Pincher Creek, the perfect basecamp to explore southern Alberta

 
Photographer
Chris Wheeler

Pincher Creek, the perfect basecamp to explore southern Alberta

 

 

This article is part of our #BucketlistAB campaign – allowing you to string together an assortment of destinations across Alberta’s south for a road trip you won’t soon forget. Start here www.BucketlistAB.ca and be sure to use the tag #BucketlistAB and let us know how the travels are going!

By Andrew Penner for #BucketlistAB

Pincher Creek, AB – Shortly after 10 a.m. on a frosty, fresh-powder morning, we reach the newly-marked trailhead for the Drywood Creek recreation area in Castle Provincial Park. Not surprisingly, we have the parking lot to ourselves.

My hunch: due to the -15C temperature and the sunless sky, most of the other would-be snowshoers decided to sleep in. It worked in our favour. In minutes, we had our snowshoes strapped on and were blasting through unblemished pow along a gorgeous creekbed, the ragged mountains of the Castle region looming all around.

Understatement of the year: the newly minted Castle Provincial Park (it was officially designated a provincial park in February 2017) is one of those special wilderness areas that is ripe for adventure and exploration. For people who want to avoid the crowds and revel in idyllic, unspoiled Alberta wilderness, it doesn't get any better. And the best place to use as your homebase for all of your adventures? Pincher Creek.

Check into Pincher Creek to start planning your trip's activities.

Situated approximately two-and-a-half hours south of Calgary (40 minutes north of Waterton Lakes National Park), the historic town of Pincher Creek, population 3,642, is on the Castle's doorstep. In less than half an hour from the historic downtown, you can be pouncing through the powder in numerous scenic locations in Castle Provincial Park (or neighbouring Castle Wildland Provincial Park).

Pincher Creek, which is home to a handful of cozy motels and hotels (I stayed at the clean and contemporary Heritage Inn, which boasts a new pool area and 12-person hot tub that's ideal after a ski), is also within easy driving distance of other nearby activities such as Castle Mountain Ski Resort, Beauvais Lake Provincial Park, and of course, Waterton Lakes National Park.

Additional attractions such as Frank Slide Interpretive Centre in the Crowsnest Pass, the Remington Carriage Museum in nearby Cardston, and Head-Smashed-In Buffalo Jump World Heritage Site are all within an hour of Pincher Creek.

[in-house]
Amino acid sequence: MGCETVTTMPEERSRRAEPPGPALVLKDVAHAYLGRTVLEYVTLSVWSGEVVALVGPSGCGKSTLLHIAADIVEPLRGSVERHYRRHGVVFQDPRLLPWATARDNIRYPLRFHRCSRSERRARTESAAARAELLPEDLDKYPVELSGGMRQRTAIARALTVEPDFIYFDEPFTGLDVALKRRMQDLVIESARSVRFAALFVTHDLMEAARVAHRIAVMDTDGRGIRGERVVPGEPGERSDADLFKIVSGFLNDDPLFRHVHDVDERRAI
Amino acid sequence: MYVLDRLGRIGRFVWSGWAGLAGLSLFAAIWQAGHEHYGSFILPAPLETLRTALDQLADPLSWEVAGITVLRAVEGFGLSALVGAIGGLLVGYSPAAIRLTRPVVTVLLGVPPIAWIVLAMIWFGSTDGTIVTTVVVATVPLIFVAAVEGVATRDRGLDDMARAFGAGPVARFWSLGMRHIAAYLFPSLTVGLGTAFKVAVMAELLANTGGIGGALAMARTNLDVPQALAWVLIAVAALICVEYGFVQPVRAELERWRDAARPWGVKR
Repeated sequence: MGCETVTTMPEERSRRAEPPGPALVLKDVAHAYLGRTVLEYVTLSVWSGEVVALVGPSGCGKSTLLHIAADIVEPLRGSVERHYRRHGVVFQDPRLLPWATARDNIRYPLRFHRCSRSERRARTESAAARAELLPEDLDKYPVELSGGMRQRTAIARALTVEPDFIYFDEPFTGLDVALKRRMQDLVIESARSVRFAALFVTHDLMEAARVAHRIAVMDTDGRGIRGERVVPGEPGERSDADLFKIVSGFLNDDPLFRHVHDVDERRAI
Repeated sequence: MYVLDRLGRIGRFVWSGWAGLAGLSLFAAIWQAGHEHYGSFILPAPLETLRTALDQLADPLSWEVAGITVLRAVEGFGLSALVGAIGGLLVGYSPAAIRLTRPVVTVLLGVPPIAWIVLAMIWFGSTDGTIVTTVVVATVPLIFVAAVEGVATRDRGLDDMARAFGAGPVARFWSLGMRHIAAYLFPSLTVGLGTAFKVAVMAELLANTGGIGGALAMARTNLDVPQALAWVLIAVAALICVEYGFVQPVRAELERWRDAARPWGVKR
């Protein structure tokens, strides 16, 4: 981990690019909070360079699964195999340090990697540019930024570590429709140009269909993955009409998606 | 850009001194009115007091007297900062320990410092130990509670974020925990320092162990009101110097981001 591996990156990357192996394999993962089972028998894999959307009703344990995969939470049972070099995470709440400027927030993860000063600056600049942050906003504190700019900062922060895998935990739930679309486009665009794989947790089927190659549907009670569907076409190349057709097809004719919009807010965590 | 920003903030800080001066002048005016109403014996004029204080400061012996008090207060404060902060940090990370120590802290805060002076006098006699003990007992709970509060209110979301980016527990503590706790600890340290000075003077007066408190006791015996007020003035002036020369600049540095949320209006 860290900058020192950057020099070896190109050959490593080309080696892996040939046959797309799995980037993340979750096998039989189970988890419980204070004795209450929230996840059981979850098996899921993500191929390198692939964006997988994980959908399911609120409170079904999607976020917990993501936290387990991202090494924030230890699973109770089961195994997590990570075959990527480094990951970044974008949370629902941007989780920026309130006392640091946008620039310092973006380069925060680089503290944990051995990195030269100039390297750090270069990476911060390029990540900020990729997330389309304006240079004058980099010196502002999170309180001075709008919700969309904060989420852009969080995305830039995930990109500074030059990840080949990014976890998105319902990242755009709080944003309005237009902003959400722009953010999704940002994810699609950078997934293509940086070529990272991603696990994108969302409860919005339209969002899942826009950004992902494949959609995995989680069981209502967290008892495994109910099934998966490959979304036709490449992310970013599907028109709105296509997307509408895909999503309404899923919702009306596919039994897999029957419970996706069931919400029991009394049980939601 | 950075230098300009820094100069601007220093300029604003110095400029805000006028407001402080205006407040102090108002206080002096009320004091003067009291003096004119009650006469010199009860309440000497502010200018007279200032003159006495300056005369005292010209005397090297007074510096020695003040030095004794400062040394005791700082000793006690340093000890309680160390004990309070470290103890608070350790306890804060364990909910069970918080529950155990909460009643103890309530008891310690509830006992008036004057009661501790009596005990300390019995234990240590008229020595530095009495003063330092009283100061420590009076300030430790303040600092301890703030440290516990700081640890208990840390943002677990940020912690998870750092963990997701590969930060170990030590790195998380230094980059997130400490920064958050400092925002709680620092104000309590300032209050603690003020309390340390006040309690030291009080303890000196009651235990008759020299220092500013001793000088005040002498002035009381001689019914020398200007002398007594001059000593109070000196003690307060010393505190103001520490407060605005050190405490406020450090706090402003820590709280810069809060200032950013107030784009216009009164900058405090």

My three-day tour of the area included a trip to Castle Mountain Ski Resort (an unpretentious powder playground that features some of the steepest, most unrelenting fall-lines in North America), a snowshoeing adventure in Castle Provincial Park and a memorable morning of cross-country skiing at the Pincher Creek Golf Course.

Photographer
Andrew Penner

Pincher Creek flies somewhat under the radar when most Albertans plan their next mountain getaway,” says Heather Davis, the owner of Uplift Adventures and my snowshoeing guide for my adventure in the remote Drywood Creek area of Castle Provincial Park. “You won't find sprawling resorts and thousands of tourists. But the people who come here aren't seeking that. They want adventure and authenticity. They want to explore trails and embark on activities that get them into the unspoiled backcountry and wilderness areas, where they can truly 'get away from it all.'”

Pincher Creek
Photographer
Andrew Penner

Case in point: the Drywood Creek Valley, where nobody appeared to have ventured for days before our arrival. (Of course, a busy day here might be three cars in the parking lot) With no tracks around, we descended into the pure-white confines of the creek and put on our explorer's hats. It was a blissful little journey that got our heart-rates going and made for excellent photo-ops. In a couple of hours, we were back at the charming Beaver Mines General Store chowing down on the best meatloaf burger I've ever had. And, not only was it delicious (this store is a must stop), it provided the necessary fuel for plenty of powder turns at the Castle Mountain Resort in the afternoon.

The next day, after a hearty breakfast at Heritage Inn, I met Rhonda Oczkowski, the Recreation Office administrator for Pincher Creek, at the Pincher Creek Golf Club. Of course, with the temperature hovering around -14C and a foot of fresh snow, the majority of golfers were long gone. The ones that were around were either crying in the clubhouse or putting on their cross-country skis. I joined the latter group and had a giddy little glide around the pretty 9-hole course on freshly-waxed Nordic skis.

Afterwards, our crew (skiers Susan and Scott Gerber joined us), went for a delicious lunch at The Grill in downtown Pincher Creek, which is located in a historic hotel.

“We're right on the Rockies’ doorstep in a beautiful natural setting,” says Oczkowski. “And whether it's fly-fishing or hiking in summer or skiing or snow-shoeing in winter, it's all here in Pincher Creek.” Minus the crowds, of course!

When You Go

This article is part of our #BucketlistAB campaign – allowing you to string together an assortment of destinations across Alberta’s south for a road trip you won’t soon forget. Start here www.BucketlistAB.ca and be sure to use the tag #BucketlistAB and let us know how the travels are going!

Get the most out of your trip to Pincher Creek by following along with this great itinerary.

Snowshoe and cross country ski rentals are available at the Pincher Creek Library. Learn more here.

Check into Pincher Creek to start planning your trip's activities.

Travel Alberta also has lots of great information about things to do and places to see in Southern Alberta.

Community
Pincher Creek
Region
Interior Alberta
Province
Alberta